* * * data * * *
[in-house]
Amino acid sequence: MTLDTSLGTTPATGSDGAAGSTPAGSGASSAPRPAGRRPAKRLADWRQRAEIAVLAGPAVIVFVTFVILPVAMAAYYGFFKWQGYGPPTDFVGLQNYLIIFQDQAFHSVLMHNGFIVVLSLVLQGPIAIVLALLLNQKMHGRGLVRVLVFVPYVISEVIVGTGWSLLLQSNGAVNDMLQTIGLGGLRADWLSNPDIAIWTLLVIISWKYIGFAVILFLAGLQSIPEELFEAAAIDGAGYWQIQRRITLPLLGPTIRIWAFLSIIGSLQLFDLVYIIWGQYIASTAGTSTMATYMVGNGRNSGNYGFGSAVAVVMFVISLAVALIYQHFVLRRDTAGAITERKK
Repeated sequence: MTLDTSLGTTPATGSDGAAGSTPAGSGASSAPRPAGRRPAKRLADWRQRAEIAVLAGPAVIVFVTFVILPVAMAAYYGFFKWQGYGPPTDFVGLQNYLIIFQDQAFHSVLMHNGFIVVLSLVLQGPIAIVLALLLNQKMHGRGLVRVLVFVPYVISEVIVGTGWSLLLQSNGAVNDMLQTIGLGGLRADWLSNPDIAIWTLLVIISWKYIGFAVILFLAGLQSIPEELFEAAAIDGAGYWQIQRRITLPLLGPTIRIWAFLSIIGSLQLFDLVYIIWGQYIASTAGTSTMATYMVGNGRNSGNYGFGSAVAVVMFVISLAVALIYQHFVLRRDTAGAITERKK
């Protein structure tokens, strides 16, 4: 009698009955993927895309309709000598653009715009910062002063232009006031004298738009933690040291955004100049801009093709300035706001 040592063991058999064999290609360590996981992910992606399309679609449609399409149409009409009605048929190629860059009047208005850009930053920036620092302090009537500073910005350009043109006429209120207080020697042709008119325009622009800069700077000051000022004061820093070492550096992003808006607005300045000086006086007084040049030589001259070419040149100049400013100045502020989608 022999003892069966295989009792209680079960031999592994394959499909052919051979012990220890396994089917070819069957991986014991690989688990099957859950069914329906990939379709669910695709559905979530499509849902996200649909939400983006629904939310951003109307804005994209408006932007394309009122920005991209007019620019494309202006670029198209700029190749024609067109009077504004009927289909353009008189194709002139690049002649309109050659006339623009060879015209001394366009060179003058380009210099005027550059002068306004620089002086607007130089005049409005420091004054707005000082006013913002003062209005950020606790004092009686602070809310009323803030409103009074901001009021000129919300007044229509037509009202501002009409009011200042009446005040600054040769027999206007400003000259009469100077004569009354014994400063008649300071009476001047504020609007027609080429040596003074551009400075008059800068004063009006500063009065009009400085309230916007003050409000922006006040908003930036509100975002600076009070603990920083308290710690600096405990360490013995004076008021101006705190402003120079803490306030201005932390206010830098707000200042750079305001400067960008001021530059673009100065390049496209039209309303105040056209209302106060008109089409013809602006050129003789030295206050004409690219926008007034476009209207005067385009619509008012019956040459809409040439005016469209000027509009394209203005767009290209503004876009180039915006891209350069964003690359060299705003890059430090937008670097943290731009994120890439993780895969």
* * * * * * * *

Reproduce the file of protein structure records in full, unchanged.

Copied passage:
[in-house]
Amino acid sequence: MTLDTSLGTTPATGSDGAAGSTPAGSGASSAPRPAGRRPAKRLADWRQRAEIAVLAGPAVIVFVTFVILPVAMAAYYGFFKWQGYGPPTDFVGLQNYLIIFQDQAFHSVLMHNGFIVVLSLVLQGPIAIVLALLLNQKMHGRGLVRVLVFVPYVISEVIVGTGWSLLLQSNGAVNDMLQTIGLGGLRADWLSNPDIAIWTLLVIISWKYIGFAVILFLAGLQSIPEELFEAAAIDGAGYWQIQRRITLPLLGPTIRIWAFLSIIGSLQLFDLVYIIWGQYIASTAGTSTMATYMVGNGRNSGNYGFGSAVAVVMFVISLAVALIYQHFVLRRDTAGAITERKK
Repeated sequence: MTLDTSLGTTPATGSDGAAGSTPAGSGASSAPRPAGRRPAKRLADWRQRAEIAVLAGPAVIVFVTFVILPVAMAAYYGFFKWQGYGPPTDFVGLQNYLIIFQDQAFHSVLMHNGFIVVLSLVLQGPIAIVLALLLNQKMHGRGLVRVLVFVPYVISEVIVGTGWSLLLQSNGAVNDMLQTIGLGGLRADWLSNPDIAIWTLLVIISWKYIGFAVILFLAGLQSIPEELFEAAAIDGAGYWQIQRRITLPLLGPTIRIWAFLSIIGSLQLFDLVYIIWGQYIASTAGTSTMATYMVGNGRNSGNYGFGSAVAVVMFVISLAVALIYQHFVLRRDTAGAITERKK
């Protein structure tokens, strides 16, 4: 009698009955993927895309309709000598653009715009910062002063232009006031004298738009933690040291955004100049801009093709300035706001 040592063991058999064999290609360590996981992910992606399309679609449609399409149409009409009605048929190629860059009047208005850009930053920036620092302090009537500073910005350009043109006429209120207080020697042709008119325009622009800069700077000051000022004061820093070492550096992003808006607005300045000086006086007084040049030589001259070419040149100049400013100045502020989608 022999003892069966295989009792209680079960031999592994394959499909052919051979012990220890396994089917070819069957991986014991690989688990099957859950069914329906990939379709669910695709559905979530499509849902996200649909939400983006629904939310951003109307804005994209408006932007394309009122920005991209007019620019494309202006670029198209700029190749024609067109009077504004009927289909353009008189194709002139690049002649309109050659006339623009060879015209001394366009060179003058380009210099005027550059002068306004620089002086607007130089005049409005420091004054707005000082006013913002003062209005950020606790004092009686602070809310009323803030409103009074901001009021000129919300007044229509037509009202501002009409009011200042009446005040600054040769027999206007400003000259009469100077004569009354014994400063008649300071009476001047504020609007027609080429040596003074551009400075008059800068004063009006500063009065009009400085309230916007003050409000922006006040908003930036509100975002600076009070603990920083308290710690600096405990360490013995004076008021101006705190402003120079803490306030201005932390206010830098707000200042750079305001400067960008001021530059673009100065390049496209039209309303105040056209209302106060008109089409013809602006050129003789030295206050004409690219926008007034476009209207005067385009619509008012019956040459809409040439005016469209000027509009394209203005767009290209503004876009180039915006891209350069964003690359060299705003890059430090937008670097943290731009994120890439993780895969």